Mali's Tuareg separatist rebels have declared an end to military operations, a statement on their website says.
The Azawad National Liberation Movement (MNLA) say they have captured enough territory to form their own state.
But the position of Islamist insurgents, who fought alongside the Tuareg in northern Mali, is unclear.
West African military leaders are meeting to draft plans for a possible intervention to force Mali's junta from power and halt the rebels.
But France's Foreign Minister Alain Juppe called for negotiations with the rebels, saying there could be no military solution, the AFP news agency reports.
Meanwhile the Algerian government says seven of its staff have been kidnapped by unknown gunmen in the northern city of Gao, which is in rebel hands.
The consul and six colleagues were forced to leave their diplomatic mission at gunpoint. The Algerian government says it is doing all it can to find them.
Mali's junta seized power last month, saying that the civilian government had been too soft on the rebels.
But the MNLA and the Islamist group Ansar Dine took advantage of the military being distracted to take control of the whole of northern Mali, including the historic city of Timbuktu.
In another development, a political convention the junta had called for Thursday to discuss restoring civilian rule has been cancelled after political parties refused to take part.
On Wednesday, the UN Security Council called for an end to the fighting in Mali - a request heeded by the MNLA.
"After the complete liberation of the Azawad territory and given the strong request by the international community", the MNLA "decides unilaterally to declare the end of military operations from midnight Thursday", a statement on the group's website says.
In New York, the Security Council said it "strongly condemns the continued attacks, looting and seizure of territory carried out by rebel groups in the north of Mali and demands an immediate cessation of hostilities".
Journalist Martin Vogl in Bamako says the situation in the northern town of Gao is particularly tense - and people are continuing to flee the north.
Buses to the capital are packed and people are desperate to get out, even jumping onto the backs of transport trucks, he says.
The UN also voiced alarm at the presence of Ansar Dine, which has links to al-Qaeda and wants to impose Islamic law, or Sharia, across the whole of the West African state.
Unlike the MNLA, Ansar Dine is not in favour of an independent northern state.
The MNLA was formed last year, partly by well armed Tuareg fighters returning from Libya, where they had backed former leader Muammar Gaddafi.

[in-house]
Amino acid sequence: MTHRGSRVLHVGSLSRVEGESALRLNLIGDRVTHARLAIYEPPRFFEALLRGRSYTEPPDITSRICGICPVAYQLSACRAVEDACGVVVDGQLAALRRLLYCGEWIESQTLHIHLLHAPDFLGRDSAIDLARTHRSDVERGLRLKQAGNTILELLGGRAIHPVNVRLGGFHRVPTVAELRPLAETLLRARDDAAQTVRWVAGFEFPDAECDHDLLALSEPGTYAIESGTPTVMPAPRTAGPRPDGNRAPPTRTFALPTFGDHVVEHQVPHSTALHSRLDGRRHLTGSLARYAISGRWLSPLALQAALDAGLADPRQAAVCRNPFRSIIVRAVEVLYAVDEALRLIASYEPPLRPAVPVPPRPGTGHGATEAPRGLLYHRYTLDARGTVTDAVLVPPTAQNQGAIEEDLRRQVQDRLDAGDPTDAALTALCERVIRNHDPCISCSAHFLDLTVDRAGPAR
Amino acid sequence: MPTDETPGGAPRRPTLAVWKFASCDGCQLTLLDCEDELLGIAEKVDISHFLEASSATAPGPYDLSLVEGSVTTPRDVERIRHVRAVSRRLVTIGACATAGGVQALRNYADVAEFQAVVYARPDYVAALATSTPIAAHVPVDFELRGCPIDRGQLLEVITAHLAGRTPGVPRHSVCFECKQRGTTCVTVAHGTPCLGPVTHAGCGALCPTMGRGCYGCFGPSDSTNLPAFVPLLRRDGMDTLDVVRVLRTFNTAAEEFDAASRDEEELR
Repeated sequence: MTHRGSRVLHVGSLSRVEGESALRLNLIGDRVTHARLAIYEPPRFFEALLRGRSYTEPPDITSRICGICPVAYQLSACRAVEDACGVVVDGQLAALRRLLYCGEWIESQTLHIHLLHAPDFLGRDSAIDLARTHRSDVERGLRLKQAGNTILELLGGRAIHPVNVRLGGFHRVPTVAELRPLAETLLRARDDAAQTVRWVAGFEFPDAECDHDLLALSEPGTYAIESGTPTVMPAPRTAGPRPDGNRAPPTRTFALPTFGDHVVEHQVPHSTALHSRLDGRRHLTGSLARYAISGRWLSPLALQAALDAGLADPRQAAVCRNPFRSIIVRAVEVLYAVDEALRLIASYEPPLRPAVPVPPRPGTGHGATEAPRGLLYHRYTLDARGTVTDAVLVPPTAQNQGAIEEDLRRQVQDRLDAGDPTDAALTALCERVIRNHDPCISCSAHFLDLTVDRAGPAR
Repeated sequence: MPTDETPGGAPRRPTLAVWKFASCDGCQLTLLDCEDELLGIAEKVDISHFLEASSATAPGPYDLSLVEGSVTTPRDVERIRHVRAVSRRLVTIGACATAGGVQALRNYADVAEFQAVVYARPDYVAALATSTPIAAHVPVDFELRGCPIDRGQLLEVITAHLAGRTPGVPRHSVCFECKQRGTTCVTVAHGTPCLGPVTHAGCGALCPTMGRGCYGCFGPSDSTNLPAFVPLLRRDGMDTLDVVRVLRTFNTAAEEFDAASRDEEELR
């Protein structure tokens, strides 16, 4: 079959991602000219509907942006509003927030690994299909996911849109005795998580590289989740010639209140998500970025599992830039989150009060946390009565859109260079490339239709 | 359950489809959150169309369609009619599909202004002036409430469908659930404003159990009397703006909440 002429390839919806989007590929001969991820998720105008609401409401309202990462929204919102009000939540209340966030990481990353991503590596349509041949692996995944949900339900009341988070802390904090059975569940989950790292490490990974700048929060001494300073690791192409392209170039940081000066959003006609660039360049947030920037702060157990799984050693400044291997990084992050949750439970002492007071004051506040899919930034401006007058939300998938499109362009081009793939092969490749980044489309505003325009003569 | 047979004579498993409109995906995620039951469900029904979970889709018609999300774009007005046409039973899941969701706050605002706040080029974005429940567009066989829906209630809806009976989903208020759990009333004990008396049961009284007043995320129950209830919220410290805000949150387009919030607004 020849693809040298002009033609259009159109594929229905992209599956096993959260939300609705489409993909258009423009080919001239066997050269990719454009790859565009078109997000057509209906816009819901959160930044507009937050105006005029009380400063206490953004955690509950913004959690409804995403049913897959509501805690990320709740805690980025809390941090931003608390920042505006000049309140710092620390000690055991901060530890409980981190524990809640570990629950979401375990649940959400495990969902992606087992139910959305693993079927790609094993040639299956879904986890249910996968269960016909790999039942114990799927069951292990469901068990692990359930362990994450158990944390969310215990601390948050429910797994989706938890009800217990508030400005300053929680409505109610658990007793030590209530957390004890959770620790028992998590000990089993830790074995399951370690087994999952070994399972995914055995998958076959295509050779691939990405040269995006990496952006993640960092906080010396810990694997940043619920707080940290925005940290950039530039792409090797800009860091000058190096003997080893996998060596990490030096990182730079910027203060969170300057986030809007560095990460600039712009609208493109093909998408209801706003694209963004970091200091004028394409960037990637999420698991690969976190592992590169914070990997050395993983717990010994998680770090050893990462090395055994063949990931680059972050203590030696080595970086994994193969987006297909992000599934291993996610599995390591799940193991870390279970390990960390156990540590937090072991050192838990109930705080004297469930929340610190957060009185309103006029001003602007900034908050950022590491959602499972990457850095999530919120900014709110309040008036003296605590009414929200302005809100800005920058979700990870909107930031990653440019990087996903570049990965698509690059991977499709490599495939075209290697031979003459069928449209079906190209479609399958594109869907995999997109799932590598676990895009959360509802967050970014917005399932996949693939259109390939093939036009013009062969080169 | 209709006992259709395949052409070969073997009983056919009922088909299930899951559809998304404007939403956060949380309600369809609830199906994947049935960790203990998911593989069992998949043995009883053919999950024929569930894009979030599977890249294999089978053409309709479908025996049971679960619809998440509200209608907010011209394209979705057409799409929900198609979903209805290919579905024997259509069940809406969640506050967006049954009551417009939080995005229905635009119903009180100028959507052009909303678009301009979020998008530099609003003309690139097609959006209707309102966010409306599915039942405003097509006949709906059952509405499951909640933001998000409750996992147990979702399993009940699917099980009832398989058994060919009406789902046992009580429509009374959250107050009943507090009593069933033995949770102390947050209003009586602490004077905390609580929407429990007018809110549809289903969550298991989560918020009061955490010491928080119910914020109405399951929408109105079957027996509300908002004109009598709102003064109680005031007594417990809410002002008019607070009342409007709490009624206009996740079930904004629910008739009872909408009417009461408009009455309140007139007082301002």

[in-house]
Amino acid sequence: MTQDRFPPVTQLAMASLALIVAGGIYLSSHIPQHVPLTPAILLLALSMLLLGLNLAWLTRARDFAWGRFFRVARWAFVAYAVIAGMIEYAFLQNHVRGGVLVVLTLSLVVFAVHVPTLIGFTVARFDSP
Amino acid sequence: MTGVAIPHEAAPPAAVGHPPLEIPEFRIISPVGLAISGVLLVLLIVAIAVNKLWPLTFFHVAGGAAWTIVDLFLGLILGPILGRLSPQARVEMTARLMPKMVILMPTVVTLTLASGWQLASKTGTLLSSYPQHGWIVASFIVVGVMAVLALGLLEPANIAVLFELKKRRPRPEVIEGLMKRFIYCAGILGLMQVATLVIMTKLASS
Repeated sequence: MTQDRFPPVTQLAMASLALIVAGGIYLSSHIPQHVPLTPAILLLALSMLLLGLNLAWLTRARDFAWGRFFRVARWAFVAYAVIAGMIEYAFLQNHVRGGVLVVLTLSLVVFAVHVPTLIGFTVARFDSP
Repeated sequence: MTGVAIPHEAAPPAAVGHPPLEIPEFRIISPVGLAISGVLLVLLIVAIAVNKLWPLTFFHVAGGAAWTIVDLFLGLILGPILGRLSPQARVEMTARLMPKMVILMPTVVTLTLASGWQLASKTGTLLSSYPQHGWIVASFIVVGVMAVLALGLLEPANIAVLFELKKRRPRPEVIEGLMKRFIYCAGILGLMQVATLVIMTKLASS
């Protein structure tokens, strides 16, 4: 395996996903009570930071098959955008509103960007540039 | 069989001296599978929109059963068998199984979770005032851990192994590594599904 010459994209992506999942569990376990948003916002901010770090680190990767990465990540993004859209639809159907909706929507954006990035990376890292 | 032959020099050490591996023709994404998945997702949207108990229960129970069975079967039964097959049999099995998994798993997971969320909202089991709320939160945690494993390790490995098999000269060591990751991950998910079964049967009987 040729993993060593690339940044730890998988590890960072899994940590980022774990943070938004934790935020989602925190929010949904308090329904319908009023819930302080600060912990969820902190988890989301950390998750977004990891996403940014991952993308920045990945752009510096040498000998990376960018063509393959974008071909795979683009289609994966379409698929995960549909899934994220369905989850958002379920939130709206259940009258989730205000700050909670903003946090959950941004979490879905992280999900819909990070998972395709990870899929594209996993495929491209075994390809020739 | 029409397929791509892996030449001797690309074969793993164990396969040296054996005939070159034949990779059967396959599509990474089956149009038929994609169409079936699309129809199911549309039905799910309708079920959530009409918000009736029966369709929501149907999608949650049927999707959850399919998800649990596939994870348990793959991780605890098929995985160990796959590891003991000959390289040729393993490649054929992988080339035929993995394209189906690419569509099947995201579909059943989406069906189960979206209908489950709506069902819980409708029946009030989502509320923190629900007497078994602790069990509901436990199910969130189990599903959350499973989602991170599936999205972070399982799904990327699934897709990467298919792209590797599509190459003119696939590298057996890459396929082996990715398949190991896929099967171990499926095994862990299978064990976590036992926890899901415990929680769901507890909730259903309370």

The UN also backed the efforts of the Economic Community of West African States (Ecowas) to restore order in Mali.
Mali's borders have been closed to trade, the country's access to funds at the central bank for the region's common currency frozen and travel bans slapped on coup leaders and their supporters.
West Africa's senior military officials are meeting in the main city of Ivory Coast, Abidjan, about plans to send a 2,000-strong force to Mali.
Ivory Coast's acting Defence Minister Paul Koffi Koffi told the assembled generals they were supposed to draw up a plan of action, including details of how many soldiers would be needed, a calendar and budget for possible intervention "to secure the return to constitutional order and also to stop the advance of the rebellion".
Former colonial power France said earlier it would not intervene but it could provide logistical support, if any Ecowas operation gained international approval.
Junta head Capt Amadou Sanogo has said the army is not leaving power, but has promised to consult local political forces to set up a transition body "with the aim of organising peaceful, free, open and democratic elections in which we will not take part".
Thursday's conference has been postponed "in order to better organise", said Col Moussa Coulibaly, an adviser to the coup leader.
A new date has not been set - and correspondents say the coup leader had no choice but to call off the meeting because political parties and civil society groups had rejected the invitation to the event, saying they do not recognise the junta's legitimacy.
Speaking after the UN Security Council passed its statement, Malian envoy Oumar Daou said his country was in an unprecedented crisis.
"People are divided, our country is threatened with partition, northern Mali is today occupied by Tuareg rebels and Salafists [Islamist militants], hundreds of thousands of refugees and IDPs [internally displaced persons] are currently living in unimaginable conditions," he said.
"How is it that a country just weeks ago that was known and recognised as a benchmark, a country in which the democratic model had taken route... is finding itself before the international community needing its help?" he asked.
The coup and Tuareg rebellion have exacerbated a humanitarian crisis in Mali and some neighbouring countries, with aid agencies warning that 13 million people need food aid following a drought in the region.
The International Committee of the Red Cross says it is attempting to open a dialogue with the rebels so that it can recommence its aid operations in remote parts of the north.
It said it had had to withdraw its international staff after its warehouses were looted in the northern town of Gao, which has been seized by the rebels.